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BOYDEN, Seth, inventor, born in
Foxborough, Massachusetts, 17 November, 1788; died in Middleville, New Jersey,
31 March, 1870. His boyhood was spent in aiding his father in farm work, or in
attending the common school. Such leisure as he could obtain was devoted to the
blacksmith's shop, and at the age of twenty-one years he engaged in
manufacturing nails and cutting files with improved machines of his own
construction. He then improved the machine originally devised by his father for
leather splitting, which he adapted to the splitting of sheepskins and thin
leather for bookbinders' use.
About 1813, with his brother, he established a
leather-splitting business in Newark, and in 1816 he still further improved his
nail machine. He then experimented on the manufacture of patent leather, and in
1819 produced a superior article, which he manufactured and sold until 1831.
Meanwhile he had experimented in the production of malleable iron castings, and,
succeeding in that, he engaged in their manufacture from 1831 till 1835. During
the latter year he became interested in the manufacture of steam engines.
Fitting up a shop for him, he introduced the cast-iron proem or bed used in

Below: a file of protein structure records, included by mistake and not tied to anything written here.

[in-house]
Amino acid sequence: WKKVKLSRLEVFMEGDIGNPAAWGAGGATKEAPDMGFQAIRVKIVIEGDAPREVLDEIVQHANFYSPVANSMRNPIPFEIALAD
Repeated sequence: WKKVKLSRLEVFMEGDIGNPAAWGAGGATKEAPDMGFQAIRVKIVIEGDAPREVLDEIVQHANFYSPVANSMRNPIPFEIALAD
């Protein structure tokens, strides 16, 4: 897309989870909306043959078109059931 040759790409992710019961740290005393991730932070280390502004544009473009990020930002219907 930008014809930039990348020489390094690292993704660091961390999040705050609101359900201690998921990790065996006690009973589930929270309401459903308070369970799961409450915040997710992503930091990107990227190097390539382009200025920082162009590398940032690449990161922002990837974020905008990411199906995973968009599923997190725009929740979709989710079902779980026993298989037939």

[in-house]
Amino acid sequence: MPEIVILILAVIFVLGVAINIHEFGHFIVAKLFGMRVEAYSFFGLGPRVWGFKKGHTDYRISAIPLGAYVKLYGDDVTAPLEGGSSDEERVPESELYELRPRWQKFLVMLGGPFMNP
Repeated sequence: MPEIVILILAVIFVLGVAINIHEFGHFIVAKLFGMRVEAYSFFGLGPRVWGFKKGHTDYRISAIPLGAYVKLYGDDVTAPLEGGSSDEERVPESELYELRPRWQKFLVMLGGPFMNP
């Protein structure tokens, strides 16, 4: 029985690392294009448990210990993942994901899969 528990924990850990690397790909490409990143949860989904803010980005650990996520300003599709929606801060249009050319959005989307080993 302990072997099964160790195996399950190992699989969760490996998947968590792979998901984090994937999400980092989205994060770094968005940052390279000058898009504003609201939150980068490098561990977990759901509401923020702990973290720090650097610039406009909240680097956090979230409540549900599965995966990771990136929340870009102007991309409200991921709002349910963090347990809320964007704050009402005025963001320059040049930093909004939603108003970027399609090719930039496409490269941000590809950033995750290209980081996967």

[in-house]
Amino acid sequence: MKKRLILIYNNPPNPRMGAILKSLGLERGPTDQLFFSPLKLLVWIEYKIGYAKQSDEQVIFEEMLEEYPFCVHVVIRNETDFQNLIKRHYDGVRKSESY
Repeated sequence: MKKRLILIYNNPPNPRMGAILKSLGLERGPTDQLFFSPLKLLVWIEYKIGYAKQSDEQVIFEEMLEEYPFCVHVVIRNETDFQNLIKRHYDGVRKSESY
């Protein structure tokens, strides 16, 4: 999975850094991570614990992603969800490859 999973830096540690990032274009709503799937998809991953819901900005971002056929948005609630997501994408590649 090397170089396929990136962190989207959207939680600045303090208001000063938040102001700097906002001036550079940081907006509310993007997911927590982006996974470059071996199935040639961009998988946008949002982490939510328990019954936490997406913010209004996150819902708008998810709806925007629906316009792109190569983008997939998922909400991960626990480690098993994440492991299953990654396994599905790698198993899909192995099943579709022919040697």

stationary steam engines, and substituted the straight axle in place of the
crank in locomotives. His most important invention was the cut-off in place of
the throttle-valve, and he connected the same with the governor.
In 1849 he closed out his business and sailed for California,
but after two years, unsuccessful in gaining a fortune, he returned east, and
began experimenting in agriculture. He succeeded in raising new varieties of
strawberries of a size and quality hitherto unequalled. The principal invention
of his later .years was a "hat-body doming machine," which is
now extensively used. Other inventions have been attributed to him, but they
failed of commercial success. As with many inventors, the just compensation of
his labors was secured by others, and his life was laborious to the end.
His brother, Uriah Atherton Boyden, inventor, was born in
Foxborough, Massachusetts, 17 February, 1804; died in Boston, 17 October, 1879.
In early life he worked at a blacksmith's forge, and acquired considerable
mechanical skill and a thorough knowledge of materials. Later. he became an
engineer, and was employed in the construction of a railroad from Boston to
Nashua. He then turned his attention to hydraulic engineering, and was employed
in Lowell and in Manchester, where he found time to make a comprehensive study
of the theory of the turbine water wheel. Mr. Boyden succeeded in improving the
construction of turbines so that 95 per cent. of the total power of the water
expended was utilized, thereby gaining fully 20 per cent. In 1850 he settled in
Boston and devoted himself thenceforward to the study of physics and chemistry.
He gave $1,000 to the Boyden library of Foxborough, where he also established
the soldiers' memorial building. in 1874 he placed $1,000 with the Franklin
Institute, to be awarded to any resident of North America who should determine
by experiment whether all rays of light and other physical rays were or were not
transmitted with the same velocity. The " Foxborough Official Centennial
Record" (1878) contains a full account of his life and inventions.